Keep them:

    1. WARM
    2. DRY
    3. FED

    Cold sucks, and it appears it sucks worse for females.

    A travel trailer is easier to set up and take down, and it can be all pre-packed and ready to go.

    It think you have the camping desire, but a PUP just seems like a bad fit. Camping in a TT is STILL camping.
     
  15. ScoobyDoo

    ScoobyDoo New Member

    Messages:
    367
    Likes Received:
    13
    Joined:
    Aug 23, 2016
    I agree with electric site/heat, and would add mattress pad, so once in bed they want to stay. Are your dogs trained to walk on a leash? How far away is the water hydrant? 100-200 feet? (Pick your site) When getting set up, put a 5 gallon bucket on the end of a bench. Give the toddler a quart bucket, (maybe 2 for balance) tell him to fill the big one so mom can do dishes, wash the little one what ever. (be sure to use the water, so he knows he did something useful) Save you some work, and burn some energy.
    Clutter in the camper. How often you changing the kids? Can most of the clothes stay in the TV? Cooking outside? Leave the food in the car until you need it outside...
    I have found that with active dogs that tangle the leashes if I tie a rope, stretched above the ground like a clothsline, and use short leads off that I can give the dog room to move, and control what to tangle with

    Didn't the hose come in a clear bubblepack, so you could see both ends before you left the store?

    Run out of propane is wrong. On a overnight trip, even more wrong. And can't fix breakfast because of no propane?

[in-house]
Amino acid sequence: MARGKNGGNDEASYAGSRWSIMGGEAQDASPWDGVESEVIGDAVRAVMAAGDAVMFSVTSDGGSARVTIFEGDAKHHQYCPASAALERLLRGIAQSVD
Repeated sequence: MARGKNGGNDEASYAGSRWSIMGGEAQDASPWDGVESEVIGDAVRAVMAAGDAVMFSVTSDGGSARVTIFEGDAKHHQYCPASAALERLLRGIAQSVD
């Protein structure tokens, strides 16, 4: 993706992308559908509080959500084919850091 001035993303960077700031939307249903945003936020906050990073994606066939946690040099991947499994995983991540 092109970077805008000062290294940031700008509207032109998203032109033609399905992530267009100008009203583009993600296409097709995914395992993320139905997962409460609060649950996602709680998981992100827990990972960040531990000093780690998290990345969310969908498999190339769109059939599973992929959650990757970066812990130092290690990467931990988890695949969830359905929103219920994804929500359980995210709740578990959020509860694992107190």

Fbird and rich2 like this.
  16. Jimbow

    Jimbow Active Member

    Messages:
    1,345
    Likes Received:
    10
    Joined:
    Nov 30, 2012
    Practice. We all have made mistakes, congratulations on getting most of them out of the way at once. There are still a couple more sputs to go.

    I would recommend restarting and adding extra parts slowly. If possible a night with just the dw. Then add dogs or children.

    Wait for warmer weather and only plan on cooking one or two easy meals.

    If possible camp driveway works wonders to practice.

    Sent from my SGH-M919 using Tapatalk
     
  17. WeRJuliIan

    WeRJuliIan If it's "Aluminum", why not "Sodum" and "Uranum"?

    Messages:
    907
    Likes Received:
    88
    Joined:
    May 15, 2014
    Location:
    Sarasota, FL
    I think what people are saying is... it gets better.

    We've all been there, but some of us are more ready to admit it than others. :)

    You try to do too much all at once, it goes horribly want and you think you'll never get it right. You pack too much stuff, then find out it's all the wrong stuff.. then you get rid of half of it, and it's the half that you actually need.

    Then, on your third or fourth or fifth trip out, it all comes together, the sun shines, the fire lights first time, and you find yourself sitting back and... well, dammit enjoying yourself.

    Simplify as much as you can.
    Plan ahead as much as you can - meal plans, preparing food and freezing it in a cooler, and so on.
    Sit down and talk about what went wrong and see if you can come up with a better way to do it next time.
    Adjust your camping to suit what you want... if you don't like the cold, camp in the summer, for example.
    Try things out at home. Camp Driveway is a good place to start.

    Good luck... I hope you don't give up.
     
  18. idler

    idler Member

    Messages:
    114
    Likes Received:
    1
    Joined:
    Aug 10, 2016
    It's totally not worth it to camp one night if you have intense packing and set-up needs. That's the worst night of camping, and you experienced all the lows. The next day and the day after that are the best times.